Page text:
In Florida, water poses one of the highest risks to children as the state leads the nation in the number of drownings. Many happen at home in residential pools, but also in other bodies of water. While families’ routines may still be disrupted due to the pandemic, we have to take into consideration that weather is warming up and water safety practices in and outside of the home should be refreshed and revisited. On this week’s On Call for All Kids, Petra Stanton, Safe Kids Supervisor at Johns Hopkins All Children’s Hospital reminds parents and caregivers of ways to keep their kids safe around water.
What age children are most susceptible to drowning?
Children from ages 1 to 4 years old are at the highest risk for unintentional drowning, both in Florida and nationally. It is because they move fast and sometimes undetected. We have to ask ourselves the question: How do I know my child can open the door? Any parent will know that the child can open the door when the child opens the door. This can be an exciting time for the family; however, if no adult is in the room, the child may exit without knowing the dangers that are outside. One of these dangers is a direct access to water. In Florida, water is everywhere and therefore children can easily reach a body of water. It can be a pool, canal or a pond. All too often, we hear stories when one parent thought the child was in the other in another room, or napping, but the child fell into the pool.
If a child falls into a pool or body of water, won’t I hear them?
Drowning often is silent. While a drowning is happening, the child may go under water and when he or she comes up, the child may only have a second to take a breath before sinking back under water. This is contrary to the popular images from movies, in which the victim of drowning screams or cries.
How can we prevent drownings and water submersions?
Safe Kids Florida Suncoast recommends protecting your children by applying layers of protection. First, have a clear view of the pool from the inside of the home. But most important, create barriers for the child to exit the home and reach the water. Elevated locks, childproofing for doors, and door alarms that are turned on might be the best way for a parent to know that someone opened the door and plans to exit. It is not necessary to have a home security alarm. Families can get relatively low cost alarms that attach to the door at online retailers.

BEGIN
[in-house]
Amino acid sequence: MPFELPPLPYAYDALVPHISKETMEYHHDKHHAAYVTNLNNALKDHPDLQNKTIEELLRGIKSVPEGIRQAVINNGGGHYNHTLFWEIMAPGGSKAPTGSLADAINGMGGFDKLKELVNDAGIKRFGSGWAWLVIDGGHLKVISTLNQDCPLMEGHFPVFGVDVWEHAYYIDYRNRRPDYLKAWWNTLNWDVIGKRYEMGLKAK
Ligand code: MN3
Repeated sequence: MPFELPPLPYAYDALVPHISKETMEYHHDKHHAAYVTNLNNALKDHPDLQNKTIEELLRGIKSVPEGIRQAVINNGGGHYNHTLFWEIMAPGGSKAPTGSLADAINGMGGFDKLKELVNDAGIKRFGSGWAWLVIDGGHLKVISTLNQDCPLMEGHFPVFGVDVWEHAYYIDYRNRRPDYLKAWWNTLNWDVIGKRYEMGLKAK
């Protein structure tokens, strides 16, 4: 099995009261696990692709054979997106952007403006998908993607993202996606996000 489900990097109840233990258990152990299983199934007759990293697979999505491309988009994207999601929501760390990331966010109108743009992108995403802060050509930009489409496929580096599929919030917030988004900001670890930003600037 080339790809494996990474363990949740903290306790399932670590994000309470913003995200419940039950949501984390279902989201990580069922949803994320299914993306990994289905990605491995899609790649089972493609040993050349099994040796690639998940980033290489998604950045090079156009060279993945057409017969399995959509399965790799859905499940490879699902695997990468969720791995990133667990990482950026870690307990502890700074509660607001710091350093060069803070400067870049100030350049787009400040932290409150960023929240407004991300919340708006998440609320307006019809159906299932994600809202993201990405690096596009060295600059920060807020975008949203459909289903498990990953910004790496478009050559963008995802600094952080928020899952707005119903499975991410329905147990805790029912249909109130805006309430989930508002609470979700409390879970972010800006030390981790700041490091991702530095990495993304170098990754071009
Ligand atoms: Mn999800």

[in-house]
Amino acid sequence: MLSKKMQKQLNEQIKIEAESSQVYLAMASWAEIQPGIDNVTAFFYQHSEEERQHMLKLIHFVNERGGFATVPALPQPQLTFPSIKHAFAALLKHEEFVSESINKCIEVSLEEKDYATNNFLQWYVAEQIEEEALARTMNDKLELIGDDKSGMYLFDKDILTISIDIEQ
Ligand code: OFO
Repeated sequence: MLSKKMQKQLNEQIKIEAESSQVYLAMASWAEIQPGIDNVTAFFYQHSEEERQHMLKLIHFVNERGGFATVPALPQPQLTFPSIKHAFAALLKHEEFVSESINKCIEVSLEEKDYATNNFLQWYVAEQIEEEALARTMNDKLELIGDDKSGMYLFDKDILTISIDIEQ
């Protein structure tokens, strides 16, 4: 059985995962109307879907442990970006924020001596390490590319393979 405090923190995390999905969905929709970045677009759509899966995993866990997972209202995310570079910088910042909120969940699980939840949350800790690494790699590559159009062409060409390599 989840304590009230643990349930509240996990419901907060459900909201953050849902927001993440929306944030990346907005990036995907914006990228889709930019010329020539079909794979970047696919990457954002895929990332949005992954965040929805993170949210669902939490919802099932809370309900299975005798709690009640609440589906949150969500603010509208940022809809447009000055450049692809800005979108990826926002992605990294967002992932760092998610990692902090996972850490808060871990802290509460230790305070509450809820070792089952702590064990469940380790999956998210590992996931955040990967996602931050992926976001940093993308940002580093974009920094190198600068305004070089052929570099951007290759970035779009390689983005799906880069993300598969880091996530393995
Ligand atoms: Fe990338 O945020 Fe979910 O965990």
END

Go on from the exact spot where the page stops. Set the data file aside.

All residential pools should be surrounded by a fence with self-closing, self-latching gates. It is also recommended to keep the furniture away from the fence, so children can’t easily climb over the fence. If you hear the child pushing the furniture, it may alarm you that they are moving outside. It may also buy you some time to prevent them from getting in the water. Remove all toys and floating objects from the pool, so it is less tempting to a child. Do not forget about pet doors, which can provide an exit point for a child. Children can be curious and try new things when they are at home.
Other bodies of water around the home, such as lakes, neighbors’ pools and canals, may pose additional dangers. That’s why it’s important to keep children inside of your home and know if they are exiting — even unintentionally. If you do not have children at home, make sure children in your neighborhood cannot access your pool. For example, lock your pool cage, install an alarm on your yard fence, just in case a child wanders out of their home and finds their way to your pool.
What about inside the house?
Don’t forget to watch children in the house because they are also at risk of drowning inside. Bathtubs and other bodies of water can pose a risk of children under the age of 1. Do not leave children unattended not even for a minute, while they are in the tub. Oftentimes, this is surprising to a parent, but children can drown in unexpected places. A few things to think about — keep your toilet seat closed and locked. Any buckets and pet bowls should be emptied to eliminate any risks. Children can drown in a very little amount of water.
What other prevention tips are there?
While swimming lessons may not be widely available in your area, it is important to teach children the following five survival skills recommended by Safe Kids Worldwide:
- Step or jump into water over your head and return to the surface.
- Float and tread water for one minute.
- Turn around in a full circle and find an exit from water.
- Swim 25 yards to the exit
- Exit from the water. In the pool, be able to exit without the ladder.
What else should we know?
Learning CPR is an important for any parent for many reasons. Even though we are in the time of physical distancing, families can use the following links to learn Hands Only CPR from the American Heart Association or the American Red Cross.
In an emergency, call 911 before starting CPR.
On Call for All Kids is a weekly series featuring Johns Hopkins All Children's Hospital experts. Visit. HopkinsAllChildrens.org/Stories each Monday for the latest report.